(9) Subject to subsections (10) and (11), if a person other than the attorney general prevails in an action that the person initiates under this section, the court shall award the person necessary expenses, costs, reasonable attorney fees, and, based on the amount of effort involved, the following percentage of the monetary proceeds resulting from the action or any settlement of the claim:
(a) if the attorney general intervenes, 15% to 25%.
(b) if the attorney general does not intervene, 25% to 30%.
(10) If the court finds an action under this section to be based primarily on disclosure of specific information that was not provided by the person bringing the action, such as information from a criminal, civil, or administrative hearing in a state or federal department or agency, a legislative report, hearing, audit, or investigation, or the news media, and the attorney general proceeds with the action, the court shall award the person bringing the action no more than 10% of the monetary recovery in addition to reasonable attorney fees, necessary expenses, and costs.
(11) If the court finds that the person bringing an action
under this section planned, initiated, or participated in the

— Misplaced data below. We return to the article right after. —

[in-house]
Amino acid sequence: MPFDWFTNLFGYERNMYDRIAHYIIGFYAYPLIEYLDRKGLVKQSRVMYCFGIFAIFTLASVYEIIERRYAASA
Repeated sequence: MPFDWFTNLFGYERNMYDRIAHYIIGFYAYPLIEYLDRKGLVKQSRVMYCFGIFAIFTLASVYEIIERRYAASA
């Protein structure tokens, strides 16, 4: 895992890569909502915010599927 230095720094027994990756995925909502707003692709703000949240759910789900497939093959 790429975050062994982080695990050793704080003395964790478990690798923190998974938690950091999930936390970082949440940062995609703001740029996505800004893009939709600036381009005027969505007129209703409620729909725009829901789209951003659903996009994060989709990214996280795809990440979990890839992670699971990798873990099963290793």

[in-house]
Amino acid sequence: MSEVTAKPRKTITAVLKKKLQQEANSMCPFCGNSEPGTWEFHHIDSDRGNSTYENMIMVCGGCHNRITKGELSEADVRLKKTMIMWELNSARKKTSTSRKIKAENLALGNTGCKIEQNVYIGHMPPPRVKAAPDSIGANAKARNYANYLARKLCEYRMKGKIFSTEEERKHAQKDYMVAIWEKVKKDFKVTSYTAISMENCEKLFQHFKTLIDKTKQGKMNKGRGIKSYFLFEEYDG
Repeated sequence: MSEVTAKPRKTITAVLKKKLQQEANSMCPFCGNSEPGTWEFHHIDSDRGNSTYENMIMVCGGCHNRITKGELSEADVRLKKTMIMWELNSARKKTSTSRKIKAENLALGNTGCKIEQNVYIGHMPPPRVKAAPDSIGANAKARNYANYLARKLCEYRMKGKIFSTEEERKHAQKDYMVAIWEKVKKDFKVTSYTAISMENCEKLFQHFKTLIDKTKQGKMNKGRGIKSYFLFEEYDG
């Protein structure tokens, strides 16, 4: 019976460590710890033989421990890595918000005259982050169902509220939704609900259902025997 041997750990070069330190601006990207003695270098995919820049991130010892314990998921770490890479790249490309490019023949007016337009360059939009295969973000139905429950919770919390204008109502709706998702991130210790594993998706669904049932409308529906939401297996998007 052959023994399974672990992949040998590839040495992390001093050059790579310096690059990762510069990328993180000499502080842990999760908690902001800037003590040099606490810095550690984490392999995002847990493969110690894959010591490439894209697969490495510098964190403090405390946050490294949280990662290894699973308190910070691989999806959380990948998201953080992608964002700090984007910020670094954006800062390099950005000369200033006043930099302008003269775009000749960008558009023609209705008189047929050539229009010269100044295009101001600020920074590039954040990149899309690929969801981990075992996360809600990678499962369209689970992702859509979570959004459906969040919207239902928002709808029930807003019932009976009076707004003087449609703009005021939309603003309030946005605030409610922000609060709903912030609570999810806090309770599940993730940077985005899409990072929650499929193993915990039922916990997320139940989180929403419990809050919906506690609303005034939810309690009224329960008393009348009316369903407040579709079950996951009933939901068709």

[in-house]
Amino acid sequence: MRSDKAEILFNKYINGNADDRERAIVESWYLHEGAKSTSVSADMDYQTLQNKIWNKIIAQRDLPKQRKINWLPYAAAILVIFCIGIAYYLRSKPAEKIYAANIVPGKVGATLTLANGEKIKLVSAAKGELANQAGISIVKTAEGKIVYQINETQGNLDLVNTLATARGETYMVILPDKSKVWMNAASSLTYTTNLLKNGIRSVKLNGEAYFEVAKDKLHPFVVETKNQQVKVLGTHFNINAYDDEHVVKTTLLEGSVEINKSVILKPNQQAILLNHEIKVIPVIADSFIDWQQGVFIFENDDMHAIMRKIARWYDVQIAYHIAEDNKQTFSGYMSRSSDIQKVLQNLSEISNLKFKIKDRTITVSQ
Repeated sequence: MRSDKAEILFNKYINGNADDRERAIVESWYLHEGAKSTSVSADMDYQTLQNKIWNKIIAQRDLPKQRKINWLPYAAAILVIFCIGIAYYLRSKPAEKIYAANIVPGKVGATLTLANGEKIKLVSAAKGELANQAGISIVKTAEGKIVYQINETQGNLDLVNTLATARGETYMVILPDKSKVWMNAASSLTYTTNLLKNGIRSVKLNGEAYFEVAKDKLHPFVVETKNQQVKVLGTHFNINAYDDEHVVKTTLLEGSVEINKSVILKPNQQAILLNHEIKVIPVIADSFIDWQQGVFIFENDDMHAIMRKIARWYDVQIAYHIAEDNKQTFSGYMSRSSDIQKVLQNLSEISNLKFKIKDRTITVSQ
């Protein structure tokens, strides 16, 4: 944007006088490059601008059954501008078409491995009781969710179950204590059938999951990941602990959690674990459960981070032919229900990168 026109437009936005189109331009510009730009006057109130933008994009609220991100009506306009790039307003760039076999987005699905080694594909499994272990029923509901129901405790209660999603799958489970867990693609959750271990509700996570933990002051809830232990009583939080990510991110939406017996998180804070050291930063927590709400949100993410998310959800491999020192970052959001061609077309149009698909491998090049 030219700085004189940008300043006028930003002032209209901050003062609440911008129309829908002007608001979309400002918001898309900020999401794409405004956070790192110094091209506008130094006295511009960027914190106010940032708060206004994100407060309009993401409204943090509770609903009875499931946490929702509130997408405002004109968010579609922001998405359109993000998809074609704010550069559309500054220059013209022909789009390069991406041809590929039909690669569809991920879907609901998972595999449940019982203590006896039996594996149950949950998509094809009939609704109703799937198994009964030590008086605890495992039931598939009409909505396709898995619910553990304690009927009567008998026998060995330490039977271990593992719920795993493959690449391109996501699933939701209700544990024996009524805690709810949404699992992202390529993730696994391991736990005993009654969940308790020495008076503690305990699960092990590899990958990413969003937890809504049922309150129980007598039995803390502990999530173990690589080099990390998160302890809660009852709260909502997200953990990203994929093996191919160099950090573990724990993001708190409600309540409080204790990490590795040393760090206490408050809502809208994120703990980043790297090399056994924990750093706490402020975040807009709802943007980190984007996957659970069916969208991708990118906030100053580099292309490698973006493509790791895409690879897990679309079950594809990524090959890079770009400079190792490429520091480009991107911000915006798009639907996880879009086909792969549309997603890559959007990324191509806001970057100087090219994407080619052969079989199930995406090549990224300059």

conduct upon which the action is brought, then the court may reduce or eliminate, as it considers appropriate, the share of the proceeds of the action that the person would otherwise be entitled to receive. A person who is convicted of criminal conduct arising from a violation of this act shall not initiate or remain a party to an action under this section and is not entitled to share in the monetary proceeds resulting from the action or any settlement under this section.
(12) A person other than the attorney general shall not bring an action under this section that is based on allegations or transactions that are already the subject of a civil suit, a criminal investigation or prosecution, or an administrative Investigation or proceeding to which this state or the Federal Government is already a party. The court shall dismiss an action brought in violation of this section.